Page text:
Murdoch all up in My Space's face
Rupert Murdoch, who recently spent £332.85m on the youth networking site MySpace.com, issued a “change or die” warning to an audience of US editors earlier this year. Admitting that the media industry had been “remarkably, unaccountably complacent”, he described the shift in attitudes as “a revolution in the way young people are accessing news”.
“They don’t want to rely on the morning paper for their up-to-date information. They don’t want to rely on a God-like figure from above to tell them what’s important. And to carry the religion analogy a bit further, they certainly don’t want news presented as gospel,” he said.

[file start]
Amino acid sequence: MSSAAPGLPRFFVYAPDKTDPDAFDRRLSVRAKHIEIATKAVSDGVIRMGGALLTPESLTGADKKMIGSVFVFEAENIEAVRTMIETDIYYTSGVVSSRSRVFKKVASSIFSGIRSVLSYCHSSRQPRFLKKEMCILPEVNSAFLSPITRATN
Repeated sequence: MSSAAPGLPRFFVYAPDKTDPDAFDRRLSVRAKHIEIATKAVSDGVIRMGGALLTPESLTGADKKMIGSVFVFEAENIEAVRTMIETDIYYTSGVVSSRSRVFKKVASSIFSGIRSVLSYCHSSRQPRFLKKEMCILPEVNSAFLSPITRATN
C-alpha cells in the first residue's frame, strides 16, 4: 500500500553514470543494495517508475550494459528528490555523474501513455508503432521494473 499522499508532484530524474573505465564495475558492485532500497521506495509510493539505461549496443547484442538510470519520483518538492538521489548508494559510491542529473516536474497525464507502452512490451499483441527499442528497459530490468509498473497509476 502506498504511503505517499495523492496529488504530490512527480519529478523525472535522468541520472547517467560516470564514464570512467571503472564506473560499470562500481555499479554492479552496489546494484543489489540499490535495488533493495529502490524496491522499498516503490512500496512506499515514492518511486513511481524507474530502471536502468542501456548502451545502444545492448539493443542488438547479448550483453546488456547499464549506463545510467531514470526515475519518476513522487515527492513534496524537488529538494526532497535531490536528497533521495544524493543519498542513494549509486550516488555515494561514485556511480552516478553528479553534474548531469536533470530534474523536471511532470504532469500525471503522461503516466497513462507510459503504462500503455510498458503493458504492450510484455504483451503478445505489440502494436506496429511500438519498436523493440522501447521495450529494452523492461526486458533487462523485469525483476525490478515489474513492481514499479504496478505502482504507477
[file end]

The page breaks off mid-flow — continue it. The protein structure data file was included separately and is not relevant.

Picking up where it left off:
In an attempt to reach new and young audiences, advertising is rapidly migrating online. Jupiter Research has forecast that the online advertising market will reach $18.9bn (£11bn) by 2010, compared with $9.3bn at the end of 2004, at the expense of traditional media. But newspaper publishers and news broadcasters will take some comfort from the Guardian/ICM poll’s findings. Six in 10 said they “like to keep up with the news”, rising to more than seven in 10 among 20 and 21-year-olds. Contrary to the prevailing wisdom that young people are turning to the internet for news, television and newspapers remain by far the most popular means of accessing information.